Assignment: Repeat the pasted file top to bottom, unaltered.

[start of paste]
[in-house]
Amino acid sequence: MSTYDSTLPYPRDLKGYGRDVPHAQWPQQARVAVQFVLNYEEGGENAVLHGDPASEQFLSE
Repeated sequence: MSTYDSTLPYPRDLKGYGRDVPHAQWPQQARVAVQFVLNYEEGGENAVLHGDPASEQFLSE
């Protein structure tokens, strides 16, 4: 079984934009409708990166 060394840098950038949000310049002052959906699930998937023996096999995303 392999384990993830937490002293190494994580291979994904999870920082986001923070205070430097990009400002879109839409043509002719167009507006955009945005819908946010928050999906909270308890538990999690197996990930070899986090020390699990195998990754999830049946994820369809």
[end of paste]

[in-house]
Amino acid sequence: MSTYDSTLPYPRDLKGYGRDVPHAQWPQQARVAVQFVLNYEEGGENAVLHGDPASEQFLSE
Repeated sequence: MSTYDSTLPYPRDLKGYGRDVPHAQWPQQARVAVQFVLNYEEGGENAVLHGDPASEQFLSE
């Protein structure tokens, strides 16, 4: 079984934009409708990166 060394840098950038949000310049002052959906699930998937023996096999995303 392999384990993830937490002293190494994580291979994904999870920082986001923070205070430097990009400002879109839409043509002719167009507006955009945005819908946010928050999906909270308890538990999690197996990930070899986090020390699990195998990754999830049946994820369809």